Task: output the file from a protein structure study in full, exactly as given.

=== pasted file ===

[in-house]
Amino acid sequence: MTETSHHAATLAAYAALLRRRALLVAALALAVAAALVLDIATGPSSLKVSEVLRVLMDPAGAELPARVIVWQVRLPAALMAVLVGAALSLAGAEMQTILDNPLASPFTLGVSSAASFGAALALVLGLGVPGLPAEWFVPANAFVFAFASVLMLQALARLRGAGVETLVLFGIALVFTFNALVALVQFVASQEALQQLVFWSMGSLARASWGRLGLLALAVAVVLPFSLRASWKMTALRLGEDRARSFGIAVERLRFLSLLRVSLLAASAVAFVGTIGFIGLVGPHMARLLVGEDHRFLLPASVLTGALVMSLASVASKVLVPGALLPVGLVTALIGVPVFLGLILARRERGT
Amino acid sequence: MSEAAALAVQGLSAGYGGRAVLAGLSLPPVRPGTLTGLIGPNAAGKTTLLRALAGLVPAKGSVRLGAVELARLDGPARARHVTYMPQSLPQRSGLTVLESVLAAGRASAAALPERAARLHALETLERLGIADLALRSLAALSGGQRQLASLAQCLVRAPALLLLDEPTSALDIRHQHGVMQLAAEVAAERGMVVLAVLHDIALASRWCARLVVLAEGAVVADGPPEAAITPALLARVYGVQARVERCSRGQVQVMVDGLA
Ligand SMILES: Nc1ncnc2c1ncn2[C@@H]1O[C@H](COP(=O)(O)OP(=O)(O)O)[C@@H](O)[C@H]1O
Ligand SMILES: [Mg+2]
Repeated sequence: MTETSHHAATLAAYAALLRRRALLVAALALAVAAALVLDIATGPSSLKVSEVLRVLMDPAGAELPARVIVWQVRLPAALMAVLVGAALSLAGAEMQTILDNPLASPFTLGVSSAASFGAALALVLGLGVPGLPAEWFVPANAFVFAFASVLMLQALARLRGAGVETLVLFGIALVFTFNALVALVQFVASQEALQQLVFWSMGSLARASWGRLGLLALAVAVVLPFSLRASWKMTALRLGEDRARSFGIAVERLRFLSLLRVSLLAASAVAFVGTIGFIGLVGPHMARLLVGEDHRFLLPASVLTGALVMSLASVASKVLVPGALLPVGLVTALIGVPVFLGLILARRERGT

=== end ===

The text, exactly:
[in-house]
Amino acid sequence: MTETSHHAATLAAYAALLRRRALLVAALALAVAAALVLDIATGPSSLKVSEVLRVLMDPAGAELPARVIVWQVRLPAALMAVLVGAALSLAGAEMQTILDNPLASPFTLGVSSAASFGAALALVLGLGVPGLPAEWFVPANAFVFAFASVLMLQALARLRGAGVETLVLFGIALVFTFNALVALVQFVASQEALQQLVFWSMGSLARASWGRLGLLALAVAVVLPFSLRASWKMTALRLGEDRARSFGIAVERLRFLSLLRVSLLAASAVAFVGTIGFIGLVGPHMARLLVGEDHRFLLPASVLTGALVMSLASVASKVLVPGALLPVGLVTALIGVPVFLGLILARRERGT
Amino acid sequence: MSEAAALAVQGLSAGYGGRAVLAGLSLPPVRPGTLTGLIGPNAAGKTTLLRALAGLVPAKGSVRLGAVELARLDGPARARHVTYMPQSLPQRSGLTVLESVLAAGRASAAALPERAARLHALETLERLGIADLALRSLAALSGGQRQLASLAQCLVRAPALLLLDEPTSALDIRHQHGVMQLAAEVAAERGMVVLAVLHDIALASRWCARLVVLAEGAVVADGPPEAAITPALLARVYGVQARVERCSRGQVQVMVDGLA
Ligand SMILES: Nc1ncnc2c1ncn2[C@@H]1O[C@H](COP(=O)(O)OP(=O)(O)O)[C@@H](O)[C@H]1O
Ligand SMILES: [Mg+2]
Repeated sequence: MTETSHHAATLAAYAALLRRRALLVAALALAVAAALVLDIATGPSSLKVSEVLRVLMDPAGAELPARVIVWQVRLPAALMAVLVGAALSLAGAEMQTILDNPLASPFTLGVSSAASFGAALALVLGLGVPGLPAEWFVPANAFVFAFASVLMLQALARLRGAGVETLVLFGIALVFTFNALVALVQFVASQEALQQLVFWSMGSLARASWGRLGLLALAVAVVLPFSLRASWKMTALRLGEDRARSFGIAVERLRFLSLLRVSLLAASAVAFVGTIGFIGLVGPHMARLLVGEDHRFLLPASVLTGALVMSLASVASKVLVPGALLPVGLVTALIGVPVFLGLILARRERGT